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Your video effects can be subtle and naturally integrated into your movie or they can be dazzling, turning your movie into a truly special video and audio experience. In this session, we are going to look at how to add video effects to your movie and then we'll show you how to adjust and to customize these effects for your particular needs. On our timeline, we've got a pretty simple clip. It's just a truck arriving. And let's use some special effects to make it really interesting. The Effects panel, by the way, you'll notice I am in Quick View. When I open up the Effects panel by clicking on the button on the Action bar along the bottom of the interface, I am going to extend the size of the panel by hovering my mouse over the top and dragging. Make it a little bigger, so you can see all the effects.
You notice we have about 20 effects in Video Effects. We also have some FilmLooks, and that's all you get in Quick View. So Quick View has a lot of advantages as you are editing, but it does have a limited catalogue of effects. If you want the full catalogue of Premiere Elements Effects, go over to Expert view. Here in Expert view, we click and select Effects and I am going to extend the panel a little bit. We have 16 categories of effects, including 275 presets. We have 80 video effects total, and we have a selection of audio effects.
So there are many more effects available in Expert view. By the way, you can access the different categories by clicking on this Category button at the top of the screen and you see you can jump immediately to any category of effect. You can also browse through the different categories by using the arrows at the top of the panel to go left and right through the various categories. And if you want to locate an effect, you can locate it quickly by simply clicking on this little magnifying glass in the upper-right corner.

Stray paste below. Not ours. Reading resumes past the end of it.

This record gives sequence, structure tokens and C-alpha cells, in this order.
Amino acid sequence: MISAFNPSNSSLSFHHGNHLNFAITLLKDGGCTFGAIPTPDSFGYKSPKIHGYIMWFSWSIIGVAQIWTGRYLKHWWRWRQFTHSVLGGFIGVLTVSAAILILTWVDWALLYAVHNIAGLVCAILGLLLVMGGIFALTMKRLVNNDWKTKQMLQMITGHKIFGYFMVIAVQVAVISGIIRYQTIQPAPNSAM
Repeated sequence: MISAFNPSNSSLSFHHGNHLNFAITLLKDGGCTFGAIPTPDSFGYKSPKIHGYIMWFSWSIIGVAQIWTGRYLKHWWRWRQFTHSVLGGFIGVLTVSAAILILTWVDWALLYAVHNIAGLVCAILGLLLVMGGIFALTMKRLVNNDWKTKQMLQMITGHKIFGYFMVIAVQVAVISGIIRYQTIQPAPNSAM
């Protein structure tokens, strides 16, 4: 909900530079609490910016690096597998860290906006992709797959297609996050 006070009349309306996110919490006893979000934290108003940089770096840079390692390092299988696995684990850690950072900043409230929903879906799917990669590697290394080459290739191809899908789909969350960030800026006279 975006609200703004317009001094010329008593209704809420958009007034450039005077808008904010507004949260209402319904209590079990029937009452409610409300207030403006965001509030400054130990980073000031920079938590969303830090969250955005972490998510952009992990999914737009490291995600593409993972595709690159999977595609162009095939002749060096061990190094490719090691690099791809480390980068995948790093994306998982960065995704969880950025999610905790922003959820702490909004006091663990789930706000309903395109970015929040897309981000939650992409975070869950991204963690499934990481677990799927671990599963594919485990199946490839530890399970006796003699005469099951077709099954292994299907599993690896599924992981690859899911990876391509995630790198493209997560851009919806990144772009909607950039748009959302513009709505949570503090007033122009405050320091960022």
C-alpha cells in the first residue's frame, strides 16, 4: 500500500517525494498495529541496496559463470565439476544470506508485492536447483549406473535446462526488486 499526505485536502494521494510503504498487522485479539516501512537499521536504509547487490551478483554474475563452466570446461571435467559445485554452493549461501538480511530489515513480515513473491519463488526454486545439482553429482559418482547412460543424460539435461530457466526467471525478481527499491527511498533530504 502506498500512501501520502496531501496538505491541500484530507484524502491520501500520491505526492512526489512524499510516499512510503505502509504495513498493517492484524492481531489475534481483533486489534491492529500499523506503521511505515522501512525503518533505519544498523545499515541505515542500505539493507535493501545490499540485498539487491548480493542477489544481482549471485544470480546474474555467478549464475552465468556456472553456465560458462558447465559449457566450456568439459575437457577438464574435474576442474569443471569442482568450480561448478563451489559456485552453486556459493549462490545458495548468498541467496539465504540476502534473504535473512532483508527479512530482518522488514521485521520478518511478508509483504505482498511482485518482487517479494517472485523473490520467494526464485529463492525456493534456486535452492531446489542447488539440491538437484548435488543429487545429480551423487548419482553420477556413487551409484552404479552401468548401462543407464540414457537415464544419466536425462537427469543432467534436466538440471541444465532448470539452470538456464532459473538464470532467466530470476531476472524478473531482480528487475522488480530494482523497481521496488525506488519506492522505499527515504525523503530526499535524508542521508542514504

That opens up a quick screen so that can you can go directly to any effect just by typing its name in there. In this particular case, I'd like to apply the NewBlue Old Film effect. NewBlue--I'm just going to type Old Film and you see it comes up immediately for me. Now, NewBlue is a world-class special effects company. They provide a number of video and audio effects for Premiere Elements, and some of them are very, very cool, including this one here. Let's drag Old Film onto our clip on the timeline and you see an immediate change.
Now it looks like an old film. We can further adjust and customize this, or virtually any effect in the program. To do it, we go to our Applied Effects panel. Make sure, by the way, that your clip is selected on your timeline, because the effect you are looking at is on the clip. So make sure that when you're adjusting your Applied Effects that you have the clip that you want to adjust selected on your timeline. Open up Applied Effects by clicking on the button on the right side of the interface. Now, every video that you add to your timeline is going to have by default Motion and Opacity properties and these are effects that you can open up and adjust, for instant Scale, and Position, Rotation, and Motion, or Opacity, which has to do with the transparency of the clip.
Those are by default on every video clip that you add to your timeline. But on your Applied Effects panel you will also see listed any effects you've added to your clip, in this case, Old Film. And when I click on it, you see that I have a number of options for controlling how this effect affects my clip. This is the default setting, but I can increase the damage if I want, make it even more beat-up by moving the slider. By the way, whenever you see a slider, you'll also see a number up here to the upper-right of it. If you'd like to adjust using the numbers, you can either click and type in a number numerically or just click and drag over it and kind of scrub across it and adjust. So I'm adjusting here.